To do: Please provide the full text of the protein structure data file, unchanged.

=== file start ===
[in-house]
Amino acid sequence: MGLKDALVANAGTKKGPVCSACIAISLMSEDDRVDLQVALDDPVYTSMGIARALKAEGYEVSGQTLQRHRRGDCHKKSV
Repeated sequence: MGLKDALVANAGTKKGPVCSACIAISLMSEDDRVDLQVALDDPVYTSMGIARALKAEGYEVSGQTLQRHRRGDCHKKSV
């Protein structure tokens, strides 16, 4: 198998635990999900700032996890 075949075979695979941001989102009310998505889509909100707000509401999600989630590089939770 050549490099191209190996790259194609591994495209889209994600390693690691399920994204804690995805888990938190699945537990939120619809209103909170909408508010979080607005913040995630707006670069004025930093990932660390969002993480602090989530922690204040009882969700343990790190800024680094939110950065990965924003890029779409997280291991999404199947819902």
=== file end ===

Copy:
[in-house]
Amino acid sequence: MGLKDALVANAGTKKGPVCSACIAISLMSEDDRVDLQVALDDPVYTSMGIARALKAEGYEVSGQTLQRHRRGDCHKKSV
Repeated sequence: MGLKDALVANAGTKKGPVCSACIAISLMSEDDRVDLQVALDDPVYTSMGIARALKAEGYEVSGQTLQRHRRGDCHKKSV
């Protein structure tokens, strides 16, 4: 198998635990999900700032996890 075949075979695979941001989102009310998505889509909100707000509401999600989630590089939770 050549490099191209190996790259194609591994495209889209994600390693690691399920994204804690995805888990938190699945537990939120619809209103909170909408508010979080607005913040995630707006670069004025930093990932660390969002993480602090989530922690204040009882969700343990790190800024680094939110950065990965924003890029779409997280291991999404199947819902």